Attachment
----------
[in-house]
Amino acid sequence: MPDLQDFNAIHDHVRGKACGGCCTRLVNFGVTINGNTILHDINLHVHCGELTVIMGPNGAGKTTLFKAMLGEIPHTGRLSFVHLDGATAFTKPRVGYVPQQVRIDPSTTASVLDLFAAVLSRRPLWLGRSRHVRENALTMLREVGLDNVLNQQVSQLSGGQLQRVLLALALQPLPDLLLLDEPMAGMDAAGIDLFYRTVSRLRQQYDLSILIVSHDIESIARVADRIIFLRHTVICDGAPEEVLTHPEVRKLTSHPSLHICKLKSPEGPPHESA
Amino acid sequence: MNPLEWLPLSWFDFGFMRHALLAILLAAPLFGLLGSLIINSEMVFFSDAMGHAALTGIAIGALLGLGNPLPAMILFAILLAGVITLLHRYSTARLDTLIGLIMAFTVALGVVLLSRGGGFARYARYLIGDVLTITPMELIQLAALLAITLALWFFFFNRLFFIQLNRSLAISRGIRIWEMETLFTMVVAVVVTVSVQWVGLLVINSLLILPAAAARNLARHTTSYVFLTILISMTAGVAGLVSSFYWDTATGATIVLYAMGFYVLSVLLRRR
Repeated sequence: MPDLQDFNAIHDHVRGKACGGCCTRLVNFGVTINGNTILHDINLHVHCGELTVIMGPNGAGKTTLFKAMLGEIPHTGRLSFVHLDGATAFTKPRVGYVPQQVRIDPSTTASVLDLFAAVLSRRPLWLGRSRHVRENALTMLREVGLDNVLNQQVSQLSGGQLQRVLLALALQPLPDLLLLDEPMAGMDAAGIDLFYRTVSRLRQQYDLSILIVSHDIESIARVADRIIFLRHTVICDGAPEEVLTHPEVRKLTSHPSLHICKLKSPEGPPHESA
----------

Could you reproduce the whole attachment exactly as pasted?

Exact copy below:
[in-house]
Amino acid sequence: MPDLQDFNAIHDHVRGKACGGCCTRLVNFGVTINGNTILHDINLHVHCGELTVIMGPNGAGKTTLFKAMLGEIPHTGRLSFVHLDGATAFTKPRVGYVPQQVRIDPSTTASVLDLFAAVLSRRPLWLGRSRHVRENALTMLREVGLDNVLNQQVSQLSGGQLQRVLLALALQPLPDLLLLDEPMAGMDAAGIDLFYRTVSRLRQQYDLSILIVSHDIESIARVADRIIFLRHTVICDGAPEEVLTHPEVRKLTSHPSLHICKLKSPEGPPHESA
Amino acid sequence: MNPLEWLPLSWFDFGFMRHALLAILLAAPLFGLLGSLIINSEMVFFSDAMGHAALTGIAIGALLGLGNPLPAMILFAILLAGVITLLHRYSTARLDTLIGLIMAFTVALGVVLLSRGGGFARYARYLIGDVLTITPMELIQLAALLAITLALWFFFFNRLFFIQLNRSLAISRGIRIWEMETLFTMVVAVVVTVSVQWVGLLVINSLLILPAAAARNLARHTTSYVFLTILISMTAGVAGLVSSFYWDTATGATIVLYAMGFYVLSVLLRRR
Repeated sequence: MPDLQDFNAIHDHVRGKACGGCCTRLVNFGVTINGNTILHDINLHVHCGELTVIMGPNGAGKTTLFKAMLGEIPHTGRLSFVHLDGATAFTKPRVGYVPQQVRIDPSTTASVLDLFAAVLSRRPLWLGRSRHVRENALTMLREVGLDNVLNQQVSQLSGGQLQRVLLALALQPLPDLLLLDEPMAGMDAAGIDLFYRTVSRLRQQYDLSILIVSHDIESIARVADRIIFLRHTVICDGAPEEVLTHPEVRKLTSHPSLHICKLKSPEGPPHESA